--Was informed that the two city-owned liquor stores, Downtown Liquor and Plaza Liquor, will upgrade its point-of-sale computer system. Liquor Operations Manager Andy Mellgren said the new system, estimated to cost $32,000, will provide better inventory control, reduce the chances of error, offer added security, provide faster transaction times and allow for information about wine or beer clubs to be printed on customer receipts. The money will come out of the liquor fund, which has cash available. It won’t impact the city’s general fund, according to City Administrator Marty Schultz.

--Tabled a decision whether to modify the city parking lot on Seventh Avenue. A business owner requested a walkway to be constructed through the median island, eliminating one parking stall. The cost is estimated at $1,249. Jensen and Batesole said the lot design from Widseth Smith and Nolting (WSN) was "flawed" to not include the walkway from the beginning. Jensen said that residents living in the apartments were forced to walk over snowbanks and were greatly inconvenienced by the lack of a walkway. Thalman disagreed that the design was flawed and said that adding a cut-through was taking away a parking space that local businesses want. City Engineer Tim Schoonhoven, who works for WSN, said that the furthest anyone had to walk was to go around six vehicles. Jensen and Batesole made a motion to assess the cost to WSN but they both withdrew it a few minutes later after Schultz said assessments couldn't be taken against WSN and City Attorney Tom Jacobson said assessing someone for a project that hadn't been approved didn't follow the proper procedure. Miller made a motion to table the issue and it was approved 3-2, wth Jenson and Batesole opposed.

--Was informed that the city has obtained a judgement that will allow it to complete the demolition work at Blue Smoke BBQ on Third Avenue East that was gutted by a fire last summer. After a legal showdown with the city, the owners finally took down the building a few weeks ago but the foundation still remains. Jacobson said the city will now hire a contractor to finish the job and bill the owners for the costs incurred, including legal expenses.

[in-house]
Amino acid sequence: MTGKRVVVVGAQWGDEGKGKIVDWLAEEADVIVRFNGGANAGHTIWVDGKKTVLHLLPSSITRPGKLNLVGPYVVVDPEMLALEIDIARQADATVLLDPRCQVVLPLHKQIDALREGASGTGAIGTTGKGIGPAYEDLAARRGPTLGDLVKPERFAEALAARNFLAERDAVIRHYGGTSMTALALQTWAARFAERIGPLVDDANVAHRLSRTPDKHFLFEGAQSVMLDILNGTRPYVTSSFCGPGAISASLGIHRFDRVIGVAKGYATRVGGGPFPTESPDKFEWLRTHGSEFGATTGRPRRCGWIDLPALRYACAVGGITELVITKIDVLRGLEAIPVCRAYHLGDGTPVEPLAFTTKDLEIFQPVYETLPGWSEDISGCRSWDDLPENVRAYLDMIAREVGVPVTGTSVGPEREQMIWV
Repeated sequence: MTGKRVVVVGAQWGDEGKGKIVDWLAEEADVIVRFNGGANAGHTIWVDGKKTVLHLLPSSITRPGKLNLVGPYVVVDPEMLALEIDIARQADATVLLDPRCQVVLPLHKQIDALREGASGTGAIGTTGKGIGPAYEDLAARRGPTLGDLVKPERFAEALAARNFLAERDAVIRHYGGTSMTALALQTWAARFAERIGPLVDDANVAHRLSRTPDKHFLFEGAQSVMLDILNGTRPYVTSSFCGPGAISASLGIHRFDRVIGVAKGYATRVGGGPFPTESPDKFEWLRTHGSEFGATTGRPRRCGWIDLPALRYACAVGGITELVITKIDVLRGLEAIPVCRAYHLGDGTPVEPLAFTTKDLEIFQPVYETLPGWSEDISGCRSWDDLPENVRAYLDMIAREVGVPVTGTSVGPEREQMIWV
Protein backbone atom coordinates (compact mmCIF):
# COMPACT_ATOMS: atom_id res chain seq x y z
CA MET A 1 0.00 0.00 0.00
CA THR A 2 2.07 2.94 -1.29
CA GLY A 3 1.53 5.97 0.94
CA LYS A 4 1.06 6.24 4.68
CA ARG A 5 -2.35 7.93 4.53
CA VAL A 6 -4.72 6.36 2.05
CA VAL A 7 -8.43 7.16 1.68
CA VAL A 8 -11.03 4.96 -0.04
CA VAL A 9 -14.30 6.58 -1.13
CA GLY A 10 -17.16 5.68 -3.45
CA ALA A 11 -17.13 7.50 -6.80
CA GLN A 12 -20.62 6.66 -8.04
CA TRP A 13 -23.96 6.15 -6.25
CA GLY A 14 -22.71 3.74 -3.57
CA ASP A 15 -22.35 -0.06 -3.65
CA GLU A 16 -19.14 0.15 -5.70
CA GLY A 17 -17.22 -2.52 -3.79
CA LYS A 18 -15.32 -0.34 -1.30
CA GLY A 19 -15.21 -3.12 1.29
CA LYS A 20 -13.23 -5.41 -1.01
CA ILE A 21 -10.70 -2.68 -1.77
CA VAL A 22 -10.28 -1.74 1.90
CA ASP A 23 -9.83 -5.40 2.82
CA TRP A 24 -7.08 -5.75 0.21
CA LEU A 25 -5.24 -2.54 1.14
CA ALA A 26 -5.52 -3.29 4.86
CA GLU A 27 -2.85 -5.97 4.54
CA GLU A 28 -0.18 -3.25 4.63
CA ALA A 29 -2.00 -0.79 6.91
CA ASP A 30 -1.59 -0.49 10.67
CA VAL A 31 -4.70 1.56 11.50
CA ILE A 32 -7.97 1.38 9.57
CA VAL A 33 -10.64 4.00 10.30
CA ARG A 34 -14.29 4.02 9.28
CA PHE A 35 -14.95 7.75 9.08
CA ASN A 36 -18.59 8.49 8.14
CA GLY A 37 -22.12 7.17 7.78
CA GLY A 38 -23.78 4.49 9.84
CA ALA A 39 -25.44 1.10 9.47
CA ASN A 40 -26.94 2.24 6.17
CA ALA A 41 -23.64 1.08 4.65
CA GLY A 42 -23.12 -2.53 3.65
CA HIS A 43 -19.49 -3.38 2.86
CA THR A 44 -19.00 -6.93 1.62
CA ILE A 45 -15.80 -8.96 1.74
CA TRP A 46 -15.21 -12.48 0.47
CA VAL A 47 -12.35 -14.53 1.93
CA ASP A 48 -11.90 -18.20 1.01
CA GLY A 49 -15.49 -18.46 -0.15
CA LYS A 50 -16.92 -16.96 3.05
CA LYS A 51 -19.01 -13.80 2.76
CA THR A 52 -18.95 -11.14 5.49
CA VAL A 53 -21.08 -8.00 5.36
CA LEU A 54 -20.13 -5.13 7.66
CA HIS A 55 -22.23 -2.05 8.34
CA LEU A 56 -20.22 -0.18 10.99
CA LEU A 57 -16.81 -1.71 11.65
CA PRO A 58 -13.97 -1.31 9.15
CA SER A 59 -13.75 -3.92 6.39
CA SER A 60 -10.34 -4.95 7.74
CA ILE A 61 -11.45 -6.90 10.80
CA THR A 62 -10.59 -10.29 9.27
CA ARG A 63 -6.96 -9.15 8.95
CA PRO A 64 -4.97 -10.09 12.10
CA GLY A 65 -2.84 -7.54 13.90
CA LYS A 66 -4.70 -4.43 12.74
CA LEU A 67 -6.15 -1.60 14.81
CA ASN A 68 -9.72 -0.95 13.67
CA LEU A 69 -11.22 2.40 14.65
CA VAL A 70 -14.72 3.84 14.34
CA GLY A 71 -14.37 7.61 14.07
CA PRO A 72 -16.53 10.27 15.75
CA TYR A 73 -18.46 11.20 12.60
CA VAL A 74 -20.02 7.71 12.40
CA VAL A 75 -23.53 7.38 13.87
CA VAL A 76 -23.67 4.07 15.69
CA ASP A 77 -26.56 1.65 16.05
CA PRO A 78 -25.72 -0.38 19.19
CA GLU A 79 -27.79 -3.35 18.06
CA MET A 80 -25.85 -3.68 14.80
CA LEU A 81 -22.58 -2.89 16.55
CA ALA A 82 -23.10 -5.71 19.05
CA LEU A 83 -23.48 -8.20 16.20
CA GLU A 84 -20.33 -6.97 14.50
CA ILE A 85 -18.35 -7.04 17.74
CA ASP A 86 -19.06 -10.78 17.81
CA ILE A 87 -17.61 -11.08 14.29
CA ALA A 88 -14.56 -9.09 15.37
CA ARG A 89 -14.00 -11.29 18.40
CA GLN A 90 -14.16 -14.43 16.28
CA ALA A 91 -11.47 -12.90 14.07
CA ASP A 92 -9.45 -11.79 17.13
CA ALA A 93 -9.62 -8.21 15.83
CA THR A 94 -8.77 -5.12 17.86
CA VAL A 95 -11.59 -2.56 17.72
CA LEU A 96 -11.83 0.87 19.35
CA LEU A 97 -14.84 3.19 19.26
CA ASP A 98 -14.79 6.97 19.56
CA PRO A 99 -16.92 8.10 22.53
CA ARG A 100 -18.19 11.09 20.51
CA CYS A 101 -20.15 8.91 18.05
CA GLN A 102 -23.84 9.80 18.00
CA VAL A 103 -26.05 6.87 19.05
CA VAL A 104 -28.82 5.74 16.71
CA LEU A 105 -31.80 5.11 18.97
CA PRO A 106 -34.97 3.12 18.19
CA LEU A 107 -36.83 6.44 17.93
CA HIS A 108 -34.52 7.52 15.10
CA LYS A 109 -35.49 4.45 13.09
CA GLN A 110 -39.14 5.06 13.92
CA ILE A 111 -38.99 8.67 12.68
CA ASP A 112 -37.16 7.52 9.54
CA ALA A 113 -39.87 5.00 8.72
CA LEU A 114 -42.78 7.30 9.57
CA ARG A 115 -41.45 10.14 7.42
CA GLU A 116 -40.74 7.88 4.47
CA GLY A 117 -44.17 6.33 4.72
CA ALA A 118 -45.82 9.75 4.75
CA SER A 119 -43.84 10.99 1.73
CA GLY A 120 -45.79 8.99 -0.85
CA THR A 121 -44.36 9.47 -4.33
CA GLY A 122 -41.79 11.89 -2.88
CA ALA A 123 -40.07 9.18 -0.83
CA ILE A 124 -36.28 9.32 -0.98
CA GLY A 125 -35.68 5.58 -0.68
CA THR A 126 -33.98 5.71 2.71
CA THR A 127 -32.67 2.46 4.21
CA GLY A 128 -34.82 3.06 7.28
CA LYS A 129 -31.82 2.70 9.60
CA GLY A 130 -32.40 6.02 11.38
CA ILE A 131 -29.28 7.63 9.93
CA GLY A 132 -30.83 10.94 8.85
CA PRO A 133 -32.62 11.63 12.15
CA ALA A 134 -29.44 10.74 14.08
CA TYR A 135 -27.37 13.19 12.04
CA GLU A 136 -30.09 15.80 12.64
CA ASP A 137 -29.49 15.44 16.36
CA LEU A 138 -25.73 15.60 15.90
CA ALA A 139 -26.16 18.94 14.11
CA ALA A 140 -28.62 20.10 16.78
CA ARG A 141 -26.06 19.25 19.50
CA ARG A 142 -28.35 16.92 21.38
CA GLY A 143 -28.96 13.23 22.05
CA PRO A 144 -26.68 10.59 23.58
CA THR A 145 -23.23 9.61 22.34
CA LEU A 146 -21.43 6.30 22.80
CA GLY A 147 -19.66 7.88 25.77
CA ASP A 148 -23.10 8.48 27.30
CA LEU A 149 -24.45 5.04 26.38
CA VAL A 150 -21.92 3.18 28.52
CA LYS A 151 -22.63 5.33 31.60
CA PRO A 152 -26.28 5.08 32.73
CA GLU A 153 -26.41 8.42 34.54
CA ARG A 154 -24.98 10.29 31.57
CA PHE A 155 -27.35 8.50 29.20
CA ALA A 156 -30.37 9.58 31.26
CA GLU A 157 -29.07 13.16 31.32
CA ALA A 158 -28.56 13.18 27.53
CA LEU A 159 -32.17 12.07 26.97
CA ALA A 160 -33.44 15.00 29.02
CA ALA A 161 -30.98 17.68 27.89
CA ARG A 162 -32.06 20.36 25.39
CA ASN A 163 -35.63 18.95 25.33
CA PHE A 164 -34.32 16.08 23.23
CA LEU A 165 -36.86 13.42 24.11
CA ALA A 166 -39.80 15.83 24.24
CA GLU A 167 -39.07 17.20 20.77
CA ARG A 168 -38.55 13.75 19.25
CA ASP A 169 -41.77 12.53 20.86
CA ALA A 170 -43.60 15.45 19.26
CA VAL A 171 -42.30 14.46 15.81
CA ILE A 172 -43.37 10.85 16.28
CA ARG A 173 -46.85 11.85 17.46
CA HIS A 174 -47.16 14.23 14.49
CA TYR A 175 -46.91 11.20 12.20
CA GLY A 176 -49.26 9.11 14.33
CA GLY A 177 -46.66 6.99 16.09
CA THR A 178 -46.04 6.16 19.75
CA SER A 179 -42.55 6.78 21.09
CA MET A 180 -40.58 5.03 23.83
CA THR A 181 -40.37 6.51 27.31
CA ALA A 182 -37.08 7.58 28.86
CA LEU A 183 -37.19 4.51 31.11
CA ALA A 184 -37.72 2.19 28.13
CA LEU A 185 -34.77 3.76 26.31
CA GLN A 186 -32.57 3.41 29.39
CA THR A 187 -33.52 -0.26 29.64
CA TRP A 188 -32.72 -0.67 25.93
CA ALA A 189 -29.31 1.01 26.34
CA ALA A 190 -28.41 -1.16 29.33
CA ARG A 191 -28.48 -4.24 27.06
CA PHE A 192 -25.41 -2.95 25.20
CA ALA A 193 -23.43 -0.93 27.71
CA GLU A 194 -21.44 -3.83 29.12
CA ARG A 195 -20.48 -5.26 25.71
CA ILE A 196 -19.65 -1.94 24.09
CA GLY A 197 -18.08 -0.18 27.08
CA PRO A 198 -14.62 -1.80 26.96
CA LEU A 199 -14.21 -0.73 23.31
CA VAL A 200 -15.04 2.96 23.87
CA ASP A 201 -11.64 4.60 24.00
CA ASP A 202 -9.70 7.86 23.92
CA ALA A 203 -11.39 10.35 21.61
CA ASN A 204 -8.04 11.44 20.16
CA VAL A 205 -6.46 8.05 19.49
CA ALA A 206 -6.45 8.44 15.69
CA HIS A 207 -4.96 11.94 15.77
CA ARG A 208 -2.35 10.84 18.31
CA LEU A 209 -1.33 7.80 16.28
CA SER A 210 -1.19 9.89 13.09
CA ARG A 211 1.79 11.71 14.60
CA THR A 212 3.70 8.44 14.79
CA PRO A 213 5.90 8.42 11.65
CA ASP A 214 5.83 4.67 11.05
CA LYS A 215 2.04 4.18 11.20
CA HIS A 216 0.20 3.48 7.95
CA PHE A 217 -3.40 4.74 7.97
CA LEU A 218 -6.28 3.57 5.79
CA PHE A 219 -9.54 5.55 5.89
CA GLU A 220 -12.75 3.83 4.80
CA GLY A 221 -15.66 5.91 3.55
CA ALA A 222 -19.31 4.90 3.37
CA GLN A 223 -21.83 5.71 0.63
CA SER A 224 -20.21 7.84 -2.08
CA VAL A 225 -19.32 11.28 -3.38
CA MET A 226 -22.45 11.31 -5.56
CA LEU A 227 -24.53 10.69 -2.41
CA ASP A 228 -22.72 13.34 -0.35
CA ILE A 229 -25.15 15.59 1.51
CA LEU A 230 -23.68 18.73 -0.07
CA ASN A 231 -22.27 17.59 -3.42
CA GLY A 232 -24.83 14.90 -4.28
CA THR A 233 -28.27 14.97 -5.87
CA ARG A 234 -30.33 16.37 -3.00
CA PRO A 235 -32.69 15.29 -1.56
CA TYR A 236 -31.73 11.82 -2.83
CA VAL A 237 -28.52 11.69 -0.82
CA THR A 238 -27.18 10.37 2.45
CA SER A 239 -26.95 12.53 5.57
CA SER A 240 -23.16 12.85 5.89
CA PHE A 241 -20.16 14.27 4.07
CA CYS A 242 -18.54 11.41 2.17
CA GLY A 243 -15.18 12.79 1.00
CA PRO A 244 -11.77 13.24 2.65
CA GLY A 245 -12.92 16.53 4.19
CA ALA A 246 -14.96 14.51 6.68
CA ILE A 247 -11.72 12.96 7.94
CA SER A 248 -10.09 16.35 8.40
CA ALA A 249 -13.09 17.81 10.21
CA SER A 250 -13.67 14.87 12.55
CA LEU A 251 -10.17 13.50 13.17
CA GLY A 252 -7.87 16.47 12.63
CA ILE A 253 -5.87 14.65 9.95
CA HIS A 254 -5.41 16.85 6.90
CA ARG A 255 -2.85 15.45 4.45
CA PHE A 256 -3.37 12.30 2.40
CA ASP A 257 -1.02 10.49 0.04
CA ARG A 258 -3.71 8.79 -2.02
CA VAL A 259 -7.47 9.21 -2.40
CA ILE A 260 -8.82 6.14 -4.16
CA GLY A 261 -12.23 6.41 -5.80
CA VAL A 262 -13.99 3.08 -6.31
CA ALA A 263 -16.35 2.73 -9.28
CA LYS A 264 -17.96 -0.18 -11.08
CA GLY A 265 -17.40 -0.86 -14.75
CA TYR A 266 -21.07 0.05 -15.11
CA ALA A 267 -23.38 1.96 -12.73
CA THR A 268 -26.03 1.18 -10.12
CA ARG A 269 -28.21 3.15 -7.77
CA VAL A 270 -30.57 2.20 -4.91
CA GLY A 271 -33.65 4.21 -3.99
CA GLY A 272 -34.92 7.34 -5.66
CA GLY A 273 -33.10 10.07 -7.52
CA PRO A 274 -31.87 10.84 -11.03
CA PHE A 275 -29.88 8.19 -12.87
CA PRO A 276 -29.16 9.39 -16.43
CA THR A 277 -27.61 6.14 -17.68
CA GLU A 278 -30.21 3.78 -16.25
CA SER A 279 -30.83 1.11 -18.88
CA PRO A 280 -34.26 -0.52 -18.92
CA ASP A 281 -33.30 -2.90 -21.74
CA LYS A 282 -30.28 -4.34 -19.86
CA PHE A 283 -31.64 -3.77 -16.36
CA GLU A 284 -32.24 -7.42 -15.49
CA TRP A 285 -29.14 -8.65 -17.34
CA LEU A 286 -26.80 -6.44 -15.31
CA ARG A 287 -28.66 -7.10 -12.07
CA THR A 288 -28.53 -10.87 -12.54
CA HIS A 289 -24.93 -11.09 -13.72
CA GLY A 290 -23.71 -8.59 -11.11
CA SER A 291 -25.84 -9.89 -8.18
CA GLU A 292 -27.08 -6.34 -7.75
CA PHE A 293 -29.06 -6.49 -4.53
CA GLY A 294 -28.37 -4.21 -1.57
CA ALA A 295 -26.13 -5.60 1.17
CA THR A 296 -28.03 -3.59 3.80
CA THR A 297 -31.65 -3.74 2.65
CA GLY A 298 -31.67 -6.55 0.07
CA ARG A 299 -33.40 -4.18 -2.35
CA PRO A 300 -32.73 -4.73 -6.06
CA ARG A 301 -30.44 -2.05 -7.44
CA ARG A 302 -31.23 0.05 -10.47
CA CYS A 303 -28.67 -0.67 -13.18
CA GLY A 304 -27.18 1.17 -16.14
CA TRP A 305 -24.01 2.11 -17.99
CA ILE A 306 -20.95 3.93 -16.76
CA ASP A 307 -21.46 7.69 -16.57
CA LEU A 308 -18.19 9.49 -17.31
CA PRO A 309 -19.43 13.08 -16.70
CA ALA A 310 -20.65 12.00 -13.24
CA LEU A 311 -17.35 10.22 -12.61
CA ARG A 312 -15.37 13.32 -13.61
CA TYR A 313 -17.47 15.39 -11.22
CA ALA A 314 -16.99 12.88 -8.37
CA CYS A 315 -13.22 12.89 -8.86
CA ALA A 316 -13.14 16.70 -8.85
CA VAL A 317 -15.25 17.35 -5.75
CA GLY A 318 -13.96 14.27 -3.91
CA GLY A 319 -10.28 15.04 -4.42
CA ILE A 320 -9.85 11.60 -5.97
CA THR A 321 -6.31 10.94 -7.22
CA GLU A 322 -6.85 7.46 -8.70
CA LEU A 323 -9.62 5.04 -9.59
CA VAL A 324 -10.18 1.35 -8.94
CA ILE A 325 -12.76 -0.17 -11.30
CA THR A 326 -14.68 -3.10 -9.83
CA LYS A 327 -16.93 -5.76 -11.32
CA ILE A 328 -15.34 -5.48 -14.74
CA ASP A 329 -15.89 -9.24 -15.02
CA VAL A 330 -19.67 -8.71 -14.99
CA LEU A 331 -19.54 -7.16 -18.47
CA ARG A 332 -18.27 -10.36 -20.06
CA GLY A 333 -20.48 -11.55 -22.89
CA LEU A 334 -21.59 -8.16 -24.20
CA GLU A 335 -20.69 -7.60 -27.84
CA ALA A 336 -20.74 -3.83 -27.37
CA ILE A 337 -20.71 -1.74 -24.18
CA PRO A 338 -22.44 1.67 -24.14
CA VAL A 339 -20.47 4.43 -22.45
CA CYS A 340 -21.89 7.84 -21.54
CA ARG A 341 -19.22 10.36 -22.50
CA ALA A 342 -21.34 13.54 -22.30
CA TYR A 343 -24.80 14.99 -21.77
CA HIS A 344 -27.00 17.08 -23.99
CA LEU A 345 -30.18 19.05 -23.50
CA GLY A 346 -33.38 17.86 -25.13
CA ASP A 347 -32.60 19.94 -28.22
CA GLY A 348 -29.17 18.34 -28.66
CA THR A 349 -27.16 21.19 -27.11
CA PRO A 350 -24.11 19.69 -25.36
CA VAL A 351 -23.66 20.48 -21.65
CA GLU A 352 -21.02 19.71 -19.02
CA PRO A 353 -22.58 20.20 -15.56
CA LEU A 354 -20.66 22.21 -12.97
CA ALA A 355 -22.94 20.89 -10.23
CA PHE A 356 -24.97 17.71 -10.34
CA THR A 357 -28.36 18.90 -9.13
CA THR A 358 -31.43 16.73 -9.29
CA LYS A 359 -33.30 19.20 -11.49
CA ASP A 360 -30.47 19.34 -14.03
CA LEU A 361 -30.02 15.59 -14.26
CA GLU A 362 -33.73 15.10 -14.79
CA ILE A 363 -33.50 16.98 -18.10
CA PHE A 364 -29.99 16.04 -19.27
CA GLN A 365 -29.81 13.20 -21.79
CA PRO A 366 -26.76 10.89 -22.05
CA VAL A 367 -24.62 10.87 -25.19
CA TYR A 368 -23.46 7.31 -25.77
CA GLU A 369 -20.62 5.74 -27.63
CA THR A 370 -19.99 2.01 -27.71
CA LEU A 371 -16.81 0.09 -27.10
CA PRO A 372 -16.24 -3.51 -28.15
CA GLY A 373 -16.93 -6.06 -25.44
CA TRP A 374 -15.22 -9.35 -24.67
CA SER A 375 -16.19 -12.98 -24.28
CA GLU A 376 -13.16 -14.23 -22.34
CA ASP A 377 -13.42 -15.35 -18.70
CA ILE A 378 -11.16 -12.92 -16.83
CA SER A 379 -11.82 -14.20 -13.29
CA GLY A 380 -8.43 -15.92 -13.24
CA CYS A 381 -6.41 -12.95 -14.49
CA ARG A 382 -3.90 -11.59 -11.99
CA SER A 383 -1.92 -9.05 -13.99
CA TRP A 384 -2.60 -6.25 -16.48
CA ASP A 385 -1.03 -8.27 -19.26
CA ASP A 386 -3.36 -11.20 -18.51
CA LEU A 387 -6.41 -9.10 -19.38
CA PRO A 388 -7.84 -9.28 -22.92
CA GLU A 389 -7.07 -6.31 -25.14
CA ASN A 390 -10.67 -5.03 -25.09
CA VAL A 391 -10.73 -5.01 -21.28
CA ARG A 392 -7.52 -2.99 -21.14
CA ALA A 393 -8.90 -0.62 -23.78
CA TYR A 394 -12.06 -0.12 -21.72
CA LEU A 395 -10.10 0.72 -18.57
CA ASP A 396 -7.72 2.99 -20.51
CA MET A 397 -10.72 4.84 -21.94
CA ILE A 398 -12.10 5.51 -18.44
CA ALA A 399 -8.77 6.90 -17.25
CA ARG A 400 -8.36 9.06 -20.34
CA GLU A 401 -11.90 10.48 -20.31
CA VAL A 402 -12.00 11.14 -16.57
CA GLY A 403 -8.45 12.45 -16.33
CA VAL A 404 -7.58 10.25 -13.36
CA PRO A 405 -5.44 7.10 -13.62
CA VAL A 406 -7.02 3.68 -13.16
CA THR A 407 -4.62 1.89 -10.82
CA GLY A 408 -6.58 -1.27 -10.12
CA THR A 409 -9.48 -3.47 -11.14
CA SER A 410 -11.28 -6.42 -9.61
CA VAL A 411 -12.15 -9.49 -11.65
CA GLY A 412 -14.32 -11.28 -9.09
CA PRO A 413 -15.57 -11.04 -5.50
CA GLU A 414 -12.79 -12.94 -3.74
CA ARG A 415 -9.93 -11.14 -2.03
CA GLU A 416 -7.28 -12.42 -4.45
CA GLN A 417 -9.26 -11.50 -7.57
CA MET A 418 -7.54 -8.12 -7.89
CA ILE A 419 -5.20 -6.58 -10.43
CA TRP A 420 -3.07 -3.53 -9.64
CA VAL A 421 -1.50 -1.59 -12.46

--Approved plans for a first-ever “Homeless to Housed” fundraiser organized by the Coffee Pot Café. It will take place Saturday, September 20 from 2 to 7 p.m. and feature a silent auction, live entertainment, a bouncy house for kids, a dunk tank and other family activities. All of the proceeds will go to the Salvation Army, local United Way and the West Central Minnesota Community Action Inc. to help with housing needs for the homeless.

--Approved a request to close Seventh Avenue between Elm and Douglas Street for two Red Willow Arts Coalition concerts on the Courthouse lawn on July 24 and July 31, from 5 to 9 p.m., pending approval from the police department. The council also approved the coalition’s Hangar Dance on Friday, June 6 at the Alexandria Airport’s new hangar building from 7 to 11 p.m., pending approval from the police department.

--Approved plans for the Ole Oppe Fest that will take place Memorial Day weekend, May 23-25, at Big Ole Park and Second Avenue. About 2,000 people are expected to attend. It will include a carnival, beer garden, chicken wing tasting party, fish fry, street dances, two bands, a baseball tournament at Knute Nelson Field, sidewalk sale, Corvette car show, Breakfast with Big Ole and more.

--Approved the Alexandria Blue Anchors baseball schedule this summer, which includes 36 home games at Knute Nelson Field. A portion of Elm Street, from Fourth to Fifth Avenue will be closed two hours before and during the games.

--Issued the following licenses – charitable gambling to Runestone Museum Foundation for an August 6 event; fireworks permit to Target and Walmart; peddler’s license to Fabian Seafood Company; and heating license to S & S Handyman Services of Carlos.

Al Edenloff
Al Edenloff is the news and opinion page editor for the Echo Press. He was born in Alexandria and lived most of his childhood in Parkers Prairie. He graduated with honors from Moorhead State University with a degree in mass communications, print journalism. He interned at the Echo Press in the summer of 1983 and was hired a year later as a sports reporter. He also worked as a news reporter/photographer. Al is a four-time winner of the Minnesota Newspaper Association's Herman Roe Award, which honors excellence in editorial writing.